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Back to School Safety Tips

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By Samuetta Hill Drew

Believe it or not, summer vacationing is coming to a close soon for thousands around the country. We have explored safety tips for summer travels domestically and abroad with articles dedicated to traveling with seniors and toddlers. We discussed vacationing at the beach, as well as backyard pool safety. Now it is time to shift our safety focus from relaxation and leisure to a more serious matter, returning to school. This new “Back to School” series will review various safety areas as school buses’ engines begin to start up.

This week we will explore some basic safety measures and focus on one that is especially critical in our current weekly heat advisory because of prolonged extreme temperatures. These basic safety tips for the opening of schools will reach across the age spectrum.

Back to School Safety Tips:

  • Sunscreen, hat, sunglasses, long sleeves and pants. Remember anyone can get sunburn, regardless of your skin color.
  • Insect repellent to protect from mosquito bites. Do not use products containing oil of lemon eucalyptus (OLE) or para-menthane-diol (PMD) on children under 3 years old.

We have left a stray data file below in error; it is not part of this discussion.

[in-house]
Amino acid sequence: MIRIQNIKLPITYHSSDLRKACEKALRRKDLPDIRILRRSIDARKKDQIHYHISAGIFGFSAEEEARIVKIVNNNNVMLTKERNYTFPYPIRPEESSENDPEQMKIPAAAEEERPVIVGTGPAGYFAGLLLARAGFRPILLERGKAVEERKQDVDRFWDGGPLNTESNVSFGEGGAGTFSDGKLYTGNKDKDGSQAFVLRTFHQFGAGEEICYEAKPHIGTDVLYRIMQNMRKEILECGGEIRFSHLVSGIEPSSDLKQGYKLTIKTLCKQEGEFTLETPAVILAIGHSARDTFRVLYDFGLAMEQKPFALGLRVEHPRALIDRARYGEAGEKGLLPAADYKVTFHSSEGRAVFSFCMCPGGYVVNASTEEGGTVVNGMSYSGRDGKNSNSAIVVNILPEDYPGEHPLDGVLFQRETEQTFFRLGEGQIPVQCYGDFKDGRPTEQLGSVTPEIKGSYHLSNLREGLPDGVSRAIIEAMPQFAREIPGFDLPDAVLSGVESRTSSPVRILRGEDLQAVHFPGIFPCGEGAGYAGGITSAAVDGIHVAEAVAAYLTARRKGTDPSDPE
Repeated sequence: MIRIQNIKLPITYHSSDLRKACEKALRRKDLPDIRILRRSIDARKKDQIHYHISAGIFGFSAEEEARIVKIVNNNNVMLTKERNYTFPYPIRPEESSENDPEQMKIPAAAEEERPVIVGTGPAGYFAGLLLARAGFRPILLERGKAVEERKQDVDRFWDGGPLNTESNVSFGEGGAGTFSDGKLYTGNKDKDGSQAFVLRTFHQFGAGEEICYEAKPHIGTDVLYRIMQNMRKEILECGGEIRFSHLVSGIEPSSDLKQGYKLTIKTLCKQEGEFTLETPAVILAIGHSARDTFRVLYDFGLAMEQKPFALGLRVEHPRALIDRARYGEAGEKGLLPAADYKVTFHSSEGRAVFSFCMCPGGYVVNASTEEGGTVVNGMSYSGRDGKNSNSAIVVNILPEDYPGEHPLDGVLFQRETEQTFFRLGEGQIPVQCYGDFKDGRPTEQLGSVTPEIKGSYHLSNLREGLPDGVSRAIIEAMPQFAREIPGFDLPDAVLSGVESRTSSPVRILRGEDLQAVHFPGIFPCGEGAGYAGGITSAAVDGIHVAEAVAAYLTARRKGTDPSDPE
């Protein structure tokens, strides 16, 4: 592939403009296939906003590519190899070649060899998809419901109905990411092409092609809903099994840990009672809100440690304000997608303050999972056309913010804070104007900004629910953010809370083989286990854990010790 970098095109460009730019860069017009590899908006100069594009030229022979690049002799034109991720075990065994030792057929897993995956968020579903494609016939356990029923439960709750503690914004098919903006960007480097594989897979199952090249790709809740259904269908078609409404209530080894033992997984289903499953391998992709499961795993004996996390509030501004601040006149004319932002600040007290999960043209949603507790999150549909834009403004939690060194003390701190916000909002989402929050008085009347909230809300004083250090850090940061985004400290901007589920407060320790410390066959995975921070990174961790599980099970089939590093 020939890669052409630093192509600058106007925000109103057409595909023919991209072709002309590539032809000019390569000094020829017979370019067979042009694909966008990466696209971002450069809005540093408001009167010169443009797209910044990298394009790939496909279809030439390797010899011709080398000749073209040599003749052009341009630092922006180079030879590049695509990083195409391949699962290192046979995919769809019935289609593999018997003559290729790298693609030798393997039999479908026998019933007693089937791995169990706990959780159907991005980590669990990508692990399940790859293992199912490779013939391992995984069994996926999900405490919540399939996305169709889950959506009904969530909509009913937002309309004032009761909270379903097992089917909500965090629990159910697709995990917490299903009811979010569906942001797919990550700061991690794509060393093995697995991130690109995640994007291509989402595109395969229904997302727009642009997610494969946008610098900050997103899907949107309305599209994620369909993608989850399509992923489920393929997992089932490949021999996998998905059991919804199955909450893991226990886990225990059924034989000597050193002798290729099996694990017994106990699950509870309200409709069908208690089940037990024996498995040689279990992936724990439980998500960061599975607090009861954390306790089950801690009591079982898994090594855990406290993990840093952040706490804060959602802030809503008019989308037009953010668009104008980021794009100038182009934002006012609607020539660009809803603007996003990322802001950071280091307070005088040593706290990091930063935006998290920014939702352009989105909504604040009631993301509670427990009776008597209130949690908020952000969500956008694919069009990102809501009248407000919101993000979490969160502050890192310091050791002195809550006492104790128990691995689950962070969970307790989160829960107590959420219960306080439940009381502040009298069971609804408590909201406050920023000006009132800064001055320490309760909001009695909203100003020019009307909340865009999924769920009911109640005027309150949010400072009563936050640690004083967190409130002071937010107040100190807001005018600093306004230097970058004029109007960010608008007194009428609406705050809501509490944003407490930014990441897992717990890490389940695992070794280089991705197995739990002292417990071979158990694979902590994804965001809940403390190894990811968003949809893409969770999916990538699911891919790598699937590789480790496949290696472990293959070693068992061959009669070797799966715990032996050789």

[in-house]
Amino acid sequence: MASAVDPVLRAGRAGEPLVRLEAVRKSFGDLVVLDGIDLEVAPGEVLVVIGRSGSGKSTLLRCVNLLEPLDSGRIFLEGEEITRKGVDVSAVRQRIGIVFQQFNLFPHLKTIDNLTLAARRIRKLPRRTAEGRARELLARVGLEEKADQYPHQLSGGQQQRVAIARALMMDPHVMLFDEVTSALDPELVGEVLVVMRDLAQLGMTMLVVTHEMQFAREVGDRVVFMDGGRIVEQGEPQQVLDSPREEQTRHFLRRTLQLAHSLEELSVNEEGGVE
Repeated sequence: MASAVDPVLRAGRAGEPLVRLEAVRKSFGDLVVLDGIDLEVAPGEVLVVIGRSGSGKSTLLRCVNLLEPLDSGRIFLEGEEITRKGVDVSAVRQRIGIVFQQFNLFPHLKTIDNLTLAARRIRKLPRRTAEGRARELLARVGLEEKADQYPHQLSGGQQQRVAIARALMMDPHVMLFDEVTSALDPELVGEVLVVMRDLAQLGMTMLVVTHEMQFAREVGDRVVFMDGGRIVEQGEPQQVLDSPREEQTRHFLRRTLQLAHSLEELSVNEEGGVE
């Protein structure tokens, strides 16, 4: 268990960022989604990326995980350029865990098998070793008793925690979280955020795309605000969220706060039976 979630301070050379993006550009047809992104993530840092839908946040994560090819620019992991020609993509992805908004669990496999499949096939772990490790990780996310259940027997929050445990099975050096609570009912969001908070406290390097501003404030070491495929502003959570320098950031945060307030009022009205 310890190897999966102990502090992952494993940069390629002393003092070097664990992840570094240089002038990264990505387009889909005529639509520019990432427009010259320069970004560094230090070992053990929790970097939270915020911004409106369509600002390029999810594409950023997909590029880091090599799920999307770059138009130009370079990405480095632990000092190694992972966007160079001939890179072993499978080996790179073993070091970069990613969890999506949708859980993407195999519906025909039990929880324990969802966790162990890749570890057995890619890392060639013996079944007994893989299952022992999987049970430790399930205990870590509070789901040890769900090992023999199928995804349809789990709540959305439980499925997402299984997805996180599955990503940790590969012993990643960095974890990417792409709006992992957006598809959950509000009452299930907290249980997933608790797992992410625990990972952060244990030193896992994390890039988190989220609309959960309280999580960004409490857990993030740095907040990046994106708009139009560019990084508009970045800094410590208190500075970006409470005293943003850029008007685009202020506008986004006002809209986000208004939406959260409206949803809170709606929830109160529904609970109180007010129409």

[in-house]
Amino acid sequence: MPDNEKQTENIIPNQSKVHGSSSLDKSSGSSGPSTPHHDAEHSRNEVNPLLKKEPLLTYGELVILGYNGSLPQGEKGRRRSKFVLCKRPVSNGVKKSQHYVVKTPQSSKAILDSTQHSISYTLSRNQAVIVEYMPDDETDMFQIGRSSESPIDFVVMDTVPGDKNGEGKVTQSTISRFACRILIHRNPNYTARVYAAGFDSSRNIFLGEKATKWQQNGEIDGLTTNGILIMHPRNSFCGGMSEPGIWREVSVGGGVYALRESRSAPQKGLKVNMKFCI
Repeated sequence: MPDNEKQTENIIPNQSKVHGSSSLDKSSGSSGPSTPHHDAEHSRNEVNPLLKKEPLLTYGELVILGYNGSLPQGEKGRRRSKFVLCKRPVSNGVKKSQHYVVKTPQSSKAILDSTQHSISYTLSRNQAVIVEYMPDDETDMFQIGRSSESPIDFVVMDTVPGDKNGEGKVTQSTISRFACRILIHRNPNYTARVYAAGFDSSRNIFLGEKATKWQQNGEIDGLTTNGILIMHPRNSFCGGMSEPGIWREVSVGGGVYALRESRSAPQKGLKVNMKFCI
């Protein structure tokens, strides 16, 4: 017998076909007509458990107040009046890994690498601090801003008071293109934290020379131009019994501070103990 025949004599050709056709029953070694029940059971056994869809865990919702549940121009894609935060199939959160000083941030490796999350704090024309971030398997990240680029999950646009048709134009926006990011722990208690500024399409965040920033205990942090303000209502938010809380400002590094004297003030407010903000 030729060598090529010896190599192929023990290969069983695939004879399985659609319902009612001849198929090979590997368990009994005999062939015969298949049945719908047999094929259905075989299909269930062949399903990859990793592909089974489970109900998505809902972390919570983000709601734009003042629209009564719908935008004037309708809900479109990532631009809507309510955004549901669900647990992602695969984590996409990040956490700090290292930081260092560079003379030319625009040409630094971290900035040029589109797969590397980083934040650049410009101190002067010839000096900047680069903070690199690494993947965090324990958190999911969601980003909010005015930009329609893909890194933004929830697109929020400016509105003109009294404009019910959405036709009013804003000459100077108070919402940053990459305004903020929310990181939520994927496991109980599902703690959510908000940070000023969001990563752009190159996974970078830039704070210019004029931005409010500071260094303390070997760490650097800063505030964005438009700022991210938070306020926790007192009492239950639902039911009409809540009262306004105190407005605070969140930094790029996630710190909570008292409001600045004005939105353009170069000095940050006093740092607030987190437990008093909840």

• Do not apply insect repellent to a child’s hands, eyes, mouth, cuts, or irritated skin. Adults can spray insect repellent onto their hands and then apply it to a child’s face. Remember to always follow the product label instructions. Do not apply repellent on the skin under clothing. When using sunscreen, apply sunscreen first and insect repellent second.
  • Use reusable water bottles to stay hydrated. Avoid sugary drinks.

It is very important that adults and children of all ages stay hydrated during this time of extreme heat. During the period between 2015-2018 a study was conducted about plain water consumption in the U.S. It showed that plain water consumption varies by age, race/ethnicity, and socioeconomic status. The study showed that U.S. children and adolescents drank an average of 23 ounces of plain water daily and U.S. adults drank an average of 44 ounces.

The study findings revealed that among U.S. children and adolescents, plain water intake is significantly lower in younger children, non-Hispanic Black children or Hispanic children (compared to non-Hispanic white children), those living in lower-income households, youth whose head of household had less than a high school education (compared to college or higher).

This plain water intake information is important because as students go back to school by walking, riding their bikes, playing or exercising outdoors, they all need to stay hydrated. Therefore, schools that service students with poor plain water consumption rate should pay closer attention and try to ensure all students, but especially these students, stay hydrated.

Keeping an Eye on Safety is actually everyone’s responsibility, especially parents and educators as school bells begin to ring again.